As soon as a user downloads HealthHelper they have some different options: they can take a quiz to find their best health plan, enter meals to track their nutrition, enter exercise to track their fitness, or connect with friends to share your health goals and achievements. You want to know whether taking the quiz causes users to stick with the app longer, so you divide out the cohorts who took the quiz to look at the retention rate of those users. Say you find that the cohorts who take the quiz are consistently retained more than those who don't, and with more analysis you find that users who don't take the quiz at all have even lower retention rates than the average.
So what does this data mean? Well it tells that your should focus on getting more users to take the quiz...maybe make it a more obvious feature or a mandatory part of setting up an account. Either way, you now have information that can help you modify your app to optimize user retention. You can use this same method to check the effect of the other functions within your app to see what user behaviors increase or decrease retention.
3. What causes long-term growth?
Long-term growth typically occurs when an app has both retention and user engagement. Fortunately, the behaviors that lead to better retention are usually the same behaviors that increase user engagement. By carefully analyzing certain user behaviors and how they relate to retention, you can identify the main behaviors and actions that are correlated with long-term growth. Once you reach the point of discover the specific actions that lead to growth, you’ll need to put concrete numbers on these behaviors.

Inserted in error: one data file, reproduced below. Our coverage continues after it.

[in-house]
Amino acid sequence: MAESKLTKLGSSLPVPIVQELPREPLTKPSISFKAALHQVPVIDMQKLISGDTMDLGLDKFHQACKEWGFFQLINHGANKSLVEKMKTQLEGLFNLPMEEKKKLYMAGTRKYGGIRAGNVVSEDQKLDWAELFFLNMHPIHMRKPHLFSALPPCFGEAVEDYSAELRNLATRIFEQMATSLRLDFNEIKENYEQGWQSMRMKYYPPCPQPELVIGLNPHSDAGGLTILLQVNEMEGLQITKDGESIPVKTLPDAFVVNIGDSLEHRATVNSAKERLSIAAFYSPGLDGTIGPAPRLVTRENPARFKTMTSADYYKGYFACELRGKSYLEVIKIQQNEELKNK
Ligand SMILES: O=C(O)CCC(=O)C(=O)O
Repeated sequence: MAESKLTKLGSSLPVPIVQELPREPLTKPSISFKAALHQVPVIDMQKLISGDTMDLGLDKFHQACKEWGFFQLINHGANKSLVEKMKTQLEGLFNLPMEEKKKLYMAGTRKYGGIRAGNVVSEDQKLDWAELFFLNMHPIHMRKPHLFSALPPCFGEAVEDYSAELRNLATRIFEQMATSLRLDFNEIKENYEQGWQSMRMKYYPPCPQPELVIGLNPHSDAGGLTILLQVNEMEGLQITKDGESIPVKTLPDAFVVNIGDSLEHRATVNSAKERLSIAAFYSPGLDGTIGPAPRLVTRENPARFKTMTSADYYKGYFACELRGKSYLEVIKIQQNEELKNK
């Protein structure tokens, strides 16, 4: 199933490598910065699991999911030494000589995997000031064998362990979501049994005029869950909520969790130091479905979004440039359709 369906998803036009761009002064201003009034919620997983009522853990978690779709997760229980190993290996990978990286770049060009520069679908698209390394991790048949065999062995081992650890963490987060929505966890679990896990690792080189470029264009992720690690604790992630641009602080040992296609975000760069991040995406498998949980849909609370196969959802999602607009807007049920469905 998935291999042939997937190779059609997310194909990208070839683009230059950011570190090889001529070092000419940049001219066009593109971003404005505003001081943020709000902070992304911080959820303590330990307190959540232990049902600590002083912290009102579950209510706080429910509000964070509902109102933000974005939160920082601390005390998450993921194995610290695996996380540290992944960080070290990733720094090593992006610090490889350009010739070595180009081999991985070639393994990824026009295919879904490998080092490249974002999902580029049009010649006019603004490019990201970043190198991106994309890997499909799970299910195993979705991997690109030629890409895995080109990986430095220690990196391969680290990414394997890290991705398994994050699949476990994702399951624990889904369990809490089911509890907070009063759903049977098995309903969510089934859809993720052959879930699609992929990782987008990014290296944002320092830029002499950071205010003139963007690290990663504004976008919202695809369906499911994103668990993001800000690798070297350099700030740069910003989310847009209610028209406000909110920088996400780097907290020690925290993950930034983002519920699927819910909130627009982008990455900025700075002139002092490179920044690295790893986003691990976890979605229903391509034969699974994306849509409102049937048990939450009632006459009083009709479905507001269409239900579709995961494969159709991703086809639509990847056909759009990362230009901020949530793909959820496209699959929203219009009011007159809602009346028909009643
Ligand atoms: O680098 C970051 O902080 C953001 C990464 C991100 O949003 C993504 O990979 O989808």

Consider Facebook, for example. Using similar retention analysis, they found that users who added 7 friends within the first 10 days of having Facebook were highly likely to continue use long-term. By not adding those 7 friends, users were more likely to churn out. In this case, performing the specific event of adding 7 friends in a certain timeframe was highly correlated with retention.
So, how do you find which action quantifiably causes long-term growth? You can do this by simple trial and error. Back to your HealthHelper app, say you have tested all the different user actions and found that the action that causes the most retention is in fact taking the quiz. So you know that overall everyone who takes the quiz is more likely to be retained, but you can farther narrow it down by dividing the quiz-taking cohorts into those that took the quiz within the first three days of downloading the app, and those that took it later. Continuing this narrowing down will eventually lead you to the one quantifiable action that leads to the most long-term growth.
With so much competition in the app store nowadays, its vitally important to be able to hang on to the users that you gain. This can be done with thorough careful analysis of your users actions and retention rates. While the tools I've outlines here are very important to retaining users, its important to keep in mind that your user base is always changing, and you should never stop analyzing the data and keeping up with your users changing demands.